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With a dismal 9% fresh rating on Rotten Tomatoes and a controversial reputation for its depiction of childhood sexuality, of course we had to review the 1980 film, The Blue Lagoon. It’s hardly great art, but this diverting frolic through ignorance and innocence does contain some fascinating ideas—though more so in the premise than the execution.
Starring a 14 year old Brooke Shields and 18 year old Christopher Atkins, the film is a naked romp through what looks like a Disney attraction, and is rife with sexual situations that will likely make you at least a little uncomfortable. For all that, I consider the movie worth a watch, if for no other reason than the thought provoking nature of the characters’ relationship.
Spoilers Abound – It came out in 1980, people.
Without giving away too much detail, the plot follows two children who end up shipwrecked and living on an island. Eventually the movie is mostly about two naked teenagers, cousins, boy and girl, making a simple life on their island. The plentiful food and water and the building of shelters is part of the more Disney-esque aspect of the movie.
However, as it tends to do, puberty is lurking.
This is where the movie becomes really fascinating to me because these teens, no doubt at least somewhat arrested at the age they were left without adult supervision and society to learn from, must now navigate sex.
We’ll address the incest in the room first. This is a concept that makes most of us at least a bit uneasy but to be honest cousins married cousins commonly for a long time and it frankly still happens. This aspect of the movie seems to be basically a non-issue considering it is set in the Victorian period and Queen Victoria married her first cousin, Albert. Even if we were going to make an issue of the incest, I would still find it forgivable in a scenario where there is literally no one else to have any kind of contact with.
The more interesting journey is their relationship as it goes from being childish and friendly to still childish but sexual. They must navigate their changing bodies without any insight as to why the changes are happening. It is unclear how old the characters are when they are presented as teens (younger actors played them earlier in the movie), but Shield’s character is terrified and then embarrassed by her first period and Atkins’ character is observed to presumably be masturbating. Pregnancy is also tackled, which is terribly fascinating and almost nerve wracking to watch, knowing she has no concept of what is happening to her body or what the outcome will be.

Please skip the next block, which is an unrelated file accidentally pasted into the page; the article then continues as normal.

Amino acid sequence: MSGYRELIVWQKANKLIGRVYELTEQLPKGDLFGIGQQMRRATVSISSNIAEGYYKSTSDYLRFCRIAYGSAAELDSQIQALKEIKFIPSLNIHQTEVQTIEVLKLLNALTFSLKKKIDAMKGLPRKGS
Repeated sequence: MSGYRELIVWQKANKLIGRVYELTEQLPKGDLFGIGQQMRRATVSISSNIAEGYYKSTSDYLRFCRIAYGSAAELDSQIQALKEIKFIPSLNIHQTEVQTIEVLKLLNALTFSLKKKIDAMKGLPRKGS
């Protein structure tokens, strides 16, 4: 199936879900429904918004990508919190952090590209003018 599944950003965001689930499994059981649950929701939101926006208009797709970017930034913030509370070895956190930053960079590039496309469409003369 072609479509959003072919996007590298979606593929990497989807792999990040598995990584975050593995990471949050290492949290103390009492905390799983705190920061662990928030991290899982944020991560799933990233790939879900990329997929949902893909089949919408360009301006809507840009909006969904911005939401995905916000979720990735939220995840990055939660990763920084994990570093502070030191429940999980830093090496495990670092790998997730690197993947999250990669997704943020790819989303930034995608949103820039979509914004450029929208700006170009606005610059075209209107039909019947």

They must also process the emotions that come with puberty and a loving relationship. Much animosity is flung in both directions as the teens try to understand what is happening to them. But they also manage tender moments.
From where I sit in my life, it’s hard for me to call a movie about two teenagers stumbling through sex and emotions a love story. But that is basically how the movie is presented. Aside from the Disney-esque nature of the island, there are some other stumbling blocks in the plot and the movie is not well reviewed, though it did snag an Oscar nomination for best cinematography.
Trivia for this movie abounds. One of the more questionable decisions made by director Randal Kleiser was to put a picture of Shields over Atkin’s bed so he would look at her as he was falling asleep at night in hopes he’d develop a crush for the sake of chemistry. Apparently this worked for a time, though the two stars, possibly due in part to their ages, ended up bickering a great deal. Kleiser also used this tension, filming tough scenes when the stars were bickering.
Other fun trivia about the movie includes the discovery of a previously unknown species of iguana on the island where the movie was filmed.
Brooke Shield’s early career is largely defined by her naked body. Starting with Pretty Baby in 1978 when Shield’s was 12 and continuing with The Blue Lagoon, and Endless Love, Shields has sparked a lot of controversy. So much in fact, that later, she had to testify before a congressional committee that an adult body double was used for all of her nude scenes in The Blue Lagoon. Other creative solutions had to be created for her other scenes, like gluing a long haired wig to her breasts to keep them covered.
Despite feeling a bit like The Swiss Family Robinson, this movie is not geared towards kids, though neither, despite the controversy, is it explicitly sexual. There is also little explicit violence, though we see some brief gore. Suicide is explored, as is death by other means.
I feel the movie should be viewed as a fantasy experiment in what might happen between two, largely innocent, largely ignorant people absent any other input. It’s not a great film by any means. But the premise is an interesting one, and although its Hollywood treatment is a little corny, it’s worth watching and considering how—if at all—such a film would be made today.